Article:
We analyze the evolution of subcritical nuclei as a function of nitrogen alloying and thermal annealing in the amorphous phase change material Ge 2Sb2Te5. The existence of subcritical nuclei is inferred through measurement of the nucleation time in pulsed laser annealing, and is detected more directly using fluctuation transmission electron microscopy measurements that are sensitive to topological order on the nanoscale. In samples that are pre-annealed before crystallization experiments, the nanoscale order consistently increases and the nucleation times consistently decrease, in agreement with the interpretation that the nanoscale order corresponds to a population of subcritical nuclei that ripens upon annealing. However, this correlation is less obvious in as-deposited samples across a range of nitrogen contents: The quantity of nanoscale order diminishes only slightly with increased nitrogen alloying, whereas the nucleation times increase by nearly two orders of magnitude. We therefore interpret that nitrogen must affect either the critical size in order for a nucleus to be stable (the thermodynamics) or the rate at which nucleation and growth take place (the kinetics).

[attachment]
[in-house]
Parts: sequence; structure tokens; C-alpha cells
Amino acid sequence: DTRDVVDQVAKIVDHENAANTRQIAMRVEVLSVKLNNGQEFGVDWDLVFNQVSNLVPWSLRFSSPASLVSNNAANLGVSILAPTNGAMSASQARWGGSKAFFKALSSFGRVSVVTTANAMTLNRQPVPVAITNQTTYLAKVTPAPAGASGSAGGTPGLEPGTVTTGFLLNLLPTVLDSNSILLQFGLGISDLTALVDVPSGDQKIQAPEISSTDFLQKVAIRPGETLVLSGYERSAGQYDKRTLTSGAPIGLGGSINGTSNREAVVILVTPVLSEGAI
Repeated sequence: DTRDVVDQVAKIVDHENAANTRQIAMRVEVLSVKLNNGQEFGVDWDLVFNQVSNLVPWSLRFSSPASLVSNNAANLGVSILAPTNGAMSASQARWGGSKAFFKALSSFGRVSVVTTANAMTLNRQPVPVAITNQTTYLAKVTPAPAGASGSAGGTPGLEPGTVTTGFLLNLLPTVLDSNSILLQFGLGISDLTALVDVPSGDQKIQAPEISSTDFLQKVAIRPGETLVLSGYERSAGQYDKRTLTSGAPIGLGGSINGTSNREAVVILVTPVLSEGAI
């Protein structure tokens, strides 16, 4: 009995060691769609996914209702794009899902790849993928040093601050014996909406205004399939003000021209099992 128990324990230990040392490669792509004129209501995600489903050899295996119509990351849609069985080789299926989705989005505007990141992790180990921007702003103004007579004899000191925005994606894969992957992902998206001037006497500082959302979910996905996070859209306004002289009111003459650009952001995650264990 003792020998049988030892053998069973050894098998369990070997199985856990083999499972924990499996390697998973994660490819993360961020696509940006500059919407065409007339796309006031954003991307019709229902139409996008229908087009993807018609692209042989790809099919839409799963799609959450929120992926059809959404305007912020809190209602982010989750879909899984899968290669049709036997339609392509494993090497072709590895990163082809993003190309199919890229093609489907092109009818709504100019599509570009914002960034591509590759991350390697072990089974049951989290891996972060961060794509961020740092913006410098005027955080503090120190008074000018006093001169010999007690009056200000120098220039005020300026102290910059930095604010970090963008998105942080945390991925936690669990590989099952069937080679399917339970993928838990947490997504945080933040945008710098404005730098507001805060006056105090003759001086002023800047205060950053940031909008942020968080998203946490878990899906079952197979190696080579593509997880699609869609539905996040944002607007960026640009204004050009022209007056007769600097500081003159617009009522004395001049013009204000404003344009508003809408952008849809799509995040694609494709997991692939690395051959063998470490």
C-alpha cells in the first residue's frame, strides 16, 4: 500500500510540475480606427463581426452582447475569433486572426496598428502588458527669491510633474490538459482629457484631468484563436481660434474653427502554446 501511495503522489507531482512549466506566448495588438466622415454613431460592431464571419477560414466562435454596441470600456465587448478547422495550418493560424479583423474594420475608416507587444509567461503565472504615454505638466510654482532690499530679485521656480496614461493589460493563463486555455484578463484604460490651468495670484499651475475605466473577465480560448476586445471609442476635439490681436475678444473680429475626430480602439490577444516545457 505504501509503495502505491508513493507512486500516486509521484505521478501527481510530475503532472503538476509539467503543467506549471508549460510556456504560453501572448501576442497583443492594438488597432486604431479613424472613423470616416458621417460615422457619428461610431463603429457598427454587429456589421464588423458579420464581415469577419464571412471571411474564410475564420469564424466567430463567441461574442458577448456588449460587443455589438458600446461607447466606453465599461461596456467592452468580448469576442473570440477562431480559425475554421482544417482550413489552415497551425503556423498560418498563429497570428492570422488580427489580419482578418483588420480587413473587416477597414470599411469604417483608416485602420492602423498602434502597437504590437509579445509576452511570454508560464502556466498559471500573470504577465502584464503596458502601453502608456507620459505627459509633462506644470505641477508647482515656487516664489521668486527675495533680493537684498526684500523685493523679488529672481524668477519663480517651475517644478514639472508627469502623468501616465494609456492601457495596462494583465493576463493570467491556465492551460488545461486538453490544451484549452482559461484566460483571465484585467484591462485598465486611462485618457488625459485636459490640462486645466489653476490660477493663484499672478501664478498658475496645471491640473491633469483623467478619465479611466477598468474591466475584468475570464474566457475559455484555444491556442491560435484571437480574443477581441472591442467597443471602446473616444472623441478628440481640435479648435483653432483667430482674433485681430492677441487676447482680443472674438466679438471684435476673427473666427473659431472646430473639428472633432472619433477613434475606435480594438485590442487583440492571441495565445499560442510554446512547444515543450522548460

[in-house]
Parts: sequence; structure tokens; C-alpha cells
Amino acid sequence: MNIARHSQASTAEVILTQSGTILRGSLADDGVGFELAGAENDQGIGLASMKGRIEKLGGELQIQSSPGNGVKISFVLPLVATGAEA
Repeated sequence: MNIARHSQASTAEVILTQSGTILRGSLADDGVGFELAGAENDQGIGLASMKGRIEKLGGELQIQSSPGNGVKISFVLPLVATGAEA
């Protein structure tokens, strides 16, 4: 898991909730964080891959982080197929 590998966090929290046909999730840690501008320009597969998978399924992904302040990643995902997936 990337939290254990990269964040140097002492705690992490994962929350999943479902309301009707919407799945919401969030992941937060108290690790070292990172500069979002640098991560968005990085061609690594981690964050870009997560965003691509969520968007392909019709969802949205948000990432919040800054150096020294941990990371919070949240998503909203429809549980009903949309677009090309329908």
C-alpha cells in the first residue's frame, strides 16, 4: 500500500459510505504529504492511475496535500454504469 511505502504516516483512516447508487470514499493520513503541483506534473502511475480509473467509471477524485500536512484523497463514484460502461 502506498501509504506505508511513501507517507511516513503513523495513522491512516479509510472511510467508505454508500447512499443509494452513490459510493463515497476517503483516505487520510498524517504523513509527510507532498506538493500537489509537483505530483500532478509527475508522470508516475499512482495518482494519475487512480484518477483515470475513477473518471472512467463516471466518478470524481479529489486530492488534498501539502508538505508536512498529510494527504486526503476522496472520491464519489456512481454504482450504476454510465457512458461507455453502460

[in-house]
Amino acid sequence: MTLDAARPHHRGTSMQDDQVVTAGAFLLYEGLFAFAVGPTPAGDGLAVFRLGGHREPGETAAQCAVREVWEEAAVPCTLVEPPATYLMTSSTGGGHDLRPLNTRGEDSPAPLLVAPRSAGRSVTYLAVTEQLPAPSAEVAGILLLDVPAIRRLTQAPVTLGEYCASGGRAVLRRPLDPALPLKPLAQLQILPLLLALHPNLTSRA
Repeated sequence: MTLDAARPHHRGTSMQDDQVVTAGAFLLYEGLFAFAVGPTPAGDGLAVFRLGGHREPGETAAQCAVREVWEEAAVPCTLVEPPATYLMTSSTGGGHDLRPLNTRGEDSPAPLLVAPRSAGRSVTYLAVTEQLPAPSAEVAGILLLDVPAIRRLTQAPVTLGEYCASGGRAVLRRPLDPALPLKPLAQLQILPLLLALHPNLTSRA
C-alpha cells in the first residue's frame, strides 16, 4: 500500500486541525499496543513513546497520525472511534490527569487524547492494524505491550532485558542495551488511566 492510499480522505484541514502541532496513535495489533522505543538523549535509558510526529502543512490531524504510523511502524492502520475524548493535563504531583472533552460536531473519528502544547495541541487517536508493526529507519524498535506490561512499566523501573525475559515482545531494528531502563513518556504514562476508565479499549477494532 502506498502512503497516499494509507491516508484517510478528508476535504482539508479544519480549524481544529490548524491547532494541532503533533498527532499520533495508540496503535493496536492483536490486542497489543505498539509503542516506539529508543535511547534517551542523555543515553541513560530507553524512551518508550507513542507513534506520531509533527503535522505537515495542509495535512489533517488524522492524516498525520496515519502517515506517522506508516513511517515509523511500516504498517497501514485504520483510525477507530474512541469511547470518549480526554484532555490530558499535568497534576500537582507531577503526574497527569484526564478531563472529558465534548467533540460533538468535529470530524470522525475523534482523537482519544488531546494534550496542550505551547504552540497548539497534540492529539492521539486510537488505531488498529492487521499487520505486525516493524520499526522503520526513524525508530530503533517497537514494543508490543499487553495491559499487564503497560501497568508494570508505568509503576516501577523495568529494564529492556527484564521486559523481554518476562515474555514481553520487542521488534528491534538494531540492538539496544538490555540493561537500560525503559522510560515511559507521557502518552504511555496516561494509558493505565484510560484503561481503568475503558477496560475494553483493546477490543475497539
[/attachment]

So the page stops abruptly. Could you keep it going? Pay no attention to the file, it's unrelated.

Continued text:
|Original language||English (US)|
|Journal||Journal of Applied Physics|
|State||Published - Dec 15 2012|
ASJC Scopus subject areas
- Physics and Astronomy(all)